And, my parents have been isolating in their room, and not participating in the activities that are designed for, you know, vascular dementia and other dementias at their memory care facility. Memory care is a little bit of a misnomer, because they care for all sorts of brain injuries that lead to dementia. And, dementia isn’t always memory loss. Or, maybe it is. I don’t know. I’ll have to look up that definition.

What Is Dementia?

While symptoms of dementia can vary greatly, at least two of the following core mental functions must be significantly impaired to be considered dementia: Memory; Communication and language; Ability to focus and pay attention; Reasoning and judgment; Visual perception]

But, anyway, brain, you know, they have people with temporal lobal [Frontotemporal Dementia (FTD)], you know, anyway, brain injuries [Traumatic Brain Injury] from being football players, brain injuries from surgery, Alzheimer’s, alcohol-related dementia, which my dad has. I’m an heir to alcoholism. I can feel it in me. And, I have to be very careful not to drink regularly.

Um. And, my mom had the stroke. My mom had been the caregiver of my dad. And, she had a problem with blood pressure, a-fib, and, um, well, needing blood thinners. Now, she’s on a variety of medications to prevent another stroke. Her stroke was pretty severe, and she now has what’s called global aphasia.

So, OK, so we met with the social worker. She has a background [MA] in psychology, but she’s getting her MSW. Anyway, met to go over, um, to communicate with the three of us. My dad’s like Dory. He remembers for like a few minutes and then forgets, so he’s always having to be reminded. You can’t blame him. You know, you can’ t control it. He’s like Dory.

So, my mom got out the word “family” in terms of where she wanted to be. And we had to explain to her that I couldn’t take care of her because of my bipolar disorder, I would end up hospitalized. I hardly have my life together, as it is taking care of…this might be a bit too much wind. I can hardly take care of myself, my kid, and my husband, and my house. I mean, it’s a mess. Um, and my mom’s, she can be challenging. In fact, she’s challenged several different places. A lot of places have had trouble with my mom because she’s a pretty strong willed woman. Um, should have been a CEO or something. Anyway, she was the CEO of our lives. She was a mom.

Anyway…  [sigh] I’m… I’m spent. She wanted to continue to talk to me after we had met with Sheila, the liaison, social worker, but, um, I just said I had to go. That it had been, that we had done a lot, and that that was, that was enough. That was enough. I kissed her. When she said.. Oh, she said the word “family.” Did I say that already? She said the word “family.” Clearly, and I hugged her and kissed her for saying the word, and said, “I can’t.”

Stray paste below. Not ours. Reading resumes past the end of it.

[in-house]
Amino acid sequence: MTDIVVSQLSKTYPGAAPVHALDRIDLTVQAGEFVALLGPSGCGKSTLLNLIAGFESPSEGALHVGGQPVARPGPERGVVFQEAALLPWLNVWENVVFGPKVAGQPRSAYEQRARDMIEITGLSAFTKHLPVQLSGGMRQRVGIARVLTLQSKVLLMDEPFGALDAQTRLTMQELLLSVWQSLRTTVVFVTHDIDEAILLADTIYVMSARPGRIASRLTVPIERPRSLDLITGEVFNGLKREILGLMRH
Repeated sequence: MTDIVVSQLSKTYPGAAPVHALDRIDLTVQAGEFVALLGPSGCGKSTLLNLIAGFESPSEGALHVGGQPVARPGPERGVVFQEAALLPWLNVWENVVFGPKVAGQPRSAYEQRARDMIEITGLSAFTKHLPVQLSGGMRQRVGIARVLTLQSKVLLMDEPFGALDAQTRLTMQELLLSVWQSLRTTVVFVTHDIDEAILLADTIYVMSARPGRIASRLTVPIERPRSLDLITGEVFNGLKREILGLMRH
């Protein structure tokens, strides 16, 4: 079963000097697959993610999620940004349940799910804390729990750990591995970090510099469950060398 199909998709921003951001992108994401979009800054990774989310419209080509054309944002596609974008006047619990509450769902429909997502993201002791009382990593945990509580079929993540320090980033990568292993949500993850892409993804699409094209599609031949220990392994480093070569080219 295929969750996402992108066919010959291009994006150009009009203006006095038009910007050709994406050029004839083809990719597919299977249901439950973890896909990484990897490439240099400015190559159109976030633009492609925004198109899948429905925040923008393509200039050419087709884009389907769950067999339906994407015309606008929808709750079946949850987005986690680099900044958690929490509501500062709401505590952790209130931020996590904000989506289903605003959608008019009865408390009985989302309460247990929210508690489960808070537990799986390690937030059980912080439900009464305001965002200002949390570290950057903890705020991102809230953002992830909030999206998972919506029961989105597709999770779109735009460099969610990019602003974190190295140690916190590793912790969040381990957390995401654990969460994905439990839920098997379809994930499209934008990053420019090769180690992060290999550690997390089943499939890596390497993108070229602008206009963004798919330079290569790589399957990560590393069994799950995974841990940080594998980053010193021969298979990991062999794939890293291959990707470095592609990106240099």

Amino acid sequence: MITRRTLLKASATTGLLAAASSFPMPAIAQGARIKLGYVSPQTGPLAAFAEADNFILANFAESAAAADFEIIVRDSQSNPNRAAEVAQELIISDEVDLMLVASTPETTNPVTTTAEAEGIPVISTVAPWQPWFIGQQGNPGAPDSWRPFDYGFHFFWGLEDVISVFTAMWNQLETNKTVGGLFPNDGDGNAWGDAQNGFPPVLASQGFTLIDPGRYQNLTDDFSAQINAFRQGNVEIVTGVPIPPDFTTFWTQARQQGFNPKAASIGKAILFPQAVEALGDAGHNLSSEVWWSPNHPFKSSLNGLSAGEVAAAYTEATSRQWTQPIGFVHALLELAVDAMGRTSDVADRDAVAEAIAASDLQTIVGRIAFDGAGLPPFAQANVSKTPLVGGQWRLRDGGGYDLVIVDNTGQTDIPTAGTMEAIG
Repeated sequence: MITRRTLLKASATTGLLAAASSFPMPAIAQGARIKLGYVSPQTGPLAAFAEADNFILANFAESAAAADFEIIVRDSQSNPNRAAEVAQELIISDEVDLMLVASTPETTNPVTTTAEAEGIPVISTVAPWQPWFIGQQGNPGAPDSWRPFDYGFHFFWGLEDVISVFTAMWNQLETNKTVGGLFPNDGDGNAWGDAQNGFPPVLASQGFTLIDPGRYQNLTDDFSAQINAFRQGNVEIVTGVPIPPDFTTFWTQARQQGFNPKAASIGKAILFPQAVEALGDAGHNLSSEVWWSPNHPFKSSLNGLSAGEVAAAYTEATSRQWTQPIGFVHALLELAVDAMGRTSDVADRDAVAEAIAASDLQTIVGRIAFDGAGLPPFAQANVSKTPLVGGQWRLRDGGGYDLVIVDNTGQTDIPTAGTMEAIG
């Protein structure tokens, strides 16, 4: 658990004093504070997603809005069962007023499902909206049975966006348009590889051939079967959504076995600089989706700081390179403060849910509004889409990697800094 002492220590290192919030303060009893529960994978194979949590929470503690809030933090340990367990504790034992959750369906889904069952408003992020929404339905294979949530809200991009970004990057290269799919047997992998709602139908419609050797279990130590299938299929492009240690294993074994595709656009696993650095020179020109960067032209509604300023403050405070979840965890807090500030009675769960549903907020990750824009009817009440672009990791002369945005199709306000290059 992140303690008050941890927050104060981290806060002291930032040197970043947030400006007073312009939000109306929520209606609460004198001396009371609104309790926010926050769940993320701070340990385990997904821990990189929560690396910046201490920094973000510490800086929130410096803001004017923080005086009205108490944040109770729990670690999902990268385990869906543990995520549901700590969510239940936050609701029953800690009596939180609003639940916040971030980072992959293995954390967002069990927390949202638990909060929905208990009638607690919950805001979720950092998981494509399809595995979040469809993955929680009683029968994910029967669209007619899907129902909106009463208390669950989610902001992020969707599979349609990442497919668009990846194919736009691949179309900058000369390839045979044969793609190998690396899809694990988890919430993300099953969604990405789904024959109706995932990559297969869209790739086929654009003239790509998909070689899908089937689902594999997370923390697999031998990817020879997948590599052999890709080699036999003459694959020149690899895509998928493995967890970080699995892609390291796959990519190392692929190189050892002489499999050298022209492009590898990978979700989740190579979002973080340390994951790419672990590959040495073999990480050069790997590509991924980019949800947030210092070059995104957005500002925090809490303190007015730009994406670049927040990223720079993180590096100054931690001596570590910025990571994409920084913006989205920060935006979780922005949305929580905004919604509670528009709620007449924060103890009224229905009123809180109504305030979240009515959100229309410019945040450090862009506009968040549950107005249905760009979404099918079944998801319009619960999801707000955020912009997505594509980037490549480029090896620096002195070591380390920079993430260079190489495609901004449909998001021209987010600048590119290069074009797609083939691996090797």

I know she wants to live with family. Yeah, I know. Wouldn’t be good for her. Wouldn’t be good for us. It’s hard making these decisions. I feel so… I don’t know. I’m not even going to say. Say, like, I feel like I’m betraying my mom. I feel callous. I feel selfish. I’m working so hard as is. I mean, really. Even with all of these professional resources at my behest. Using my parents’ savings, selling their house which I know they don’t want us to do, but we’re doing in order to care for them. I know it’s breaking their hearts, but it’s what’s best for us all. I visit them regularly. I’m a good girl. I’m a good daughter, I promise. See, that’s like my thing. Being a good girl.

[Sigh] Oh, God. This is so hard.

Anxious about Dementia

So here I am, in my car, which is pretty hot. Probably have to open the windows to let in some air. Just going to make it hard for anything to be heard. Oh, oh, that feels good.

Okay. I’m on my way to the Alzheimer’s Association of Orange County, or whatever it’s called, Alzheimer’s dot org of Orange County. ALZ.org for those who want to check out the national Alzheimer’s US group. But I’m going to the local OC chapter’s educational series. The first one is Basics – Dementia Basics. I’m driving, so I’m not necessarily getting the title totally correct.

I’m actually pretty anxious going to it. Anxious because, well, this is pretty emotionally trying for me having both my parents with dementia right now. My mom’s struggling with what’s called vascular dementia, which is secondary to her stroke, and can be caused by heart problems, blood pressure, high blood pressure. All those things can damage the brain. Right? High blood pressure goes up, damage to the brain. So, and her stroke was the most damaging to the brain. Just horrible.

And, my dad has been struggling with memory loss for many, many years. This last year it’s just taken a real dive. He still has his social skills, but his memory is pretty fried, especially his short term memory. But he’s able to reason. His intelligence is there. It’s alcohol-related dementia. Some people are more susceptible than others. Have people drinking the same amount of alcohol. One gets cirrhosis. The other gets alcohol-related dementia. The other gets nothing. So, you never know what you’re playing with in terms of your deck, and you better take pretty good care of it.

I try to do my best. Well, I don’t do my best. I try to do my better. (Laugh) I don’t exercise enough. I know that. I’m taking cholesterol meds rather than strictly adhere to a low fat diet. I try, I look at the fat content in everything, but I just have my weaknesses, especially since my mom had her stroke. I’ve put on at least ten pounds, maybe fifteen. I think it’s about ten pounds according to my physician since her stroke, and it’s pounds where you don’t want to have it, on your stomach. That’s the area that’s not good for your heart.

Heart health is what I really have to take a look at now as somebody who is susceptible to stroke. My grandmother died, my maternal grandmother, my mother’s mother, died of stroke, and she’d had several TIA’s, which are like mini-strokes, before that. So, anyway, just checking in.